United States of America, Plaintiff-appellee, v. Arthur King, Defendant-appellant, 879 F.2d 137 (4th Cir. 1989)Annotate this Case
Argued June 9, 1989. Decided July 20, 1989
Todd C. Conormon, Asst. Federal Public Defender (William E. Martin, Federal Public Defender, and Bridgett Britt Aguirre, Third Year Law Student, on brief) for defendant-appellant.
Sidney M. Glazer, Dept. of Justice (Margaret P. Currin, U.S. Atty., on brief) for plaintiff-appellee.
Before PHILLIPS and WILKINS, Circuit Judges, and WILLIAMS, United States District Judge for the Eastern District of Virginia, sitting by designation.
WILLIAMS, District Judge:
The appellant, Arthur King, was acquitted of one count of misprision of a felony and two counts of solicitation to commit a crime of violence, but convicted of four counts of making false statements before the grand jury. He challenges the trial court's refusal to permit his surrebuttal evidence and its admission of "other bad acts" evidence under Fed.R.Evid. 404(b).
In October, 1986, police began investigating the arson of the Liberty Warehouse in Wilson, North Carolina. They eventually arrested one Ronnie Stocks, who confessed to several arsons and agreed to cooperate. Stocks originally named the appellant as his employer, but then admitted he was hired by Harvey Bowen, reputedly a major organized crime figure in North Carolina. Further investigation led to King's indictment, and a jury ultimately acquitted King of charges that he solicited Stocks to burn the buildings.
However, King, who has a first grade education and cannot read or write, testified before the grand jury that he knew nothing of Stock's activities. He admitted at trial that those statements were false, but also claimed that Bowen repeatedly had threatened his life if he told the grand jury what he knew. On one occasion, King testified, Bowen took him to a cemetery, made him kneel down in front of an open grave, and suggested that King not cooperate with the investigation.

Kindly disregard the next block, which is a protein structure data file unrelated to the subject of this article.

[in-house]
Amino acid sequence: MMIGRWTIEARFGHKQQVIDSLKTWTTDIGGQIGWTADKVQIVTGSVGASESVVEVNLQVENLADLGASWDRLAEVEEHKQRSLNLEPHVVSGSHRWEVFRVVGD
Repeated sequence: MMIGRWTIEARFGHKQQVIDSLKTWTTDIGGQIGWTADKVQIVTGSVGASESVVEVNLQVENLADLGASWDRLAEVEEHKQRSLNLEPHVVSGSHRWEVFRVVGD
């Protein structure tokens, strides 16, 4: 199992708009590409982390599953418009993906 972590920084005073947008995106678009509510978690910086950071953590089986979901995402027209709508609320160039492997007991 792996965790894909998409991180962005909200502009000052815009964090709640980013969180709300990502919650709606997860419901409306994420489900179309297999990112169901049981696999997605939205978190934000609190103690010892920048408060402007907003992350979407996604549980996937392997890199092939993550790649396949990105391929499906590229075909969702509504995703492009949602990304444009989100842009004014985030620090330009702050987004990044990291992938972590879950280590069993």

The appellant had farmed for Bowen after Bowen bought his farm equipment at a foreclosure sale. Explaining this relationship at trial, King testified that he was supposed to receive half of the profits from Bowen's farm, but had received nothing from Bowen for two years. As rebuttal evidence, over the defendant's objection, an Alcohol, Tobacco and Firearms agent produced several checks totalling about $25,000 from Bowen to King, with notations that they were for farm profits, and testified that King had not reported these sums on his tax return. King's attorney moved to strike the evidence as irrelevant. When the District Court denied that motion, the defense offered King's accountant's testimony as surrebuttal. The judge denied the motion, saying that he had never heard of allowing evidence after rebuttal (Joint Appendix 53-54). King argues on appeal that the District Court should have permitted surrebuttal evidence and that the government's evidence of a false tax return should have been excluded under Fed.R.Evid. 404(b) because it was an "other bad act" offered only for the impermissible purpose of impeaching King's character.
Surrebuttal evidence, though rarely offered, is admissible to respond to any new matter brought up on rebuttal. U.S. v. Burgess, 691 F.2d 1146 (4th Cir. 1982). Whether the rebuttal evidence was a new matter is left within the discretion of the trial judge. See id. The District Court never reached the issue here, but the charge that King had failed to report income on his tax return, when he was on trial for another form of lying, was obviously a new matter. The District Court clearly erred in excluding the proffered evidence.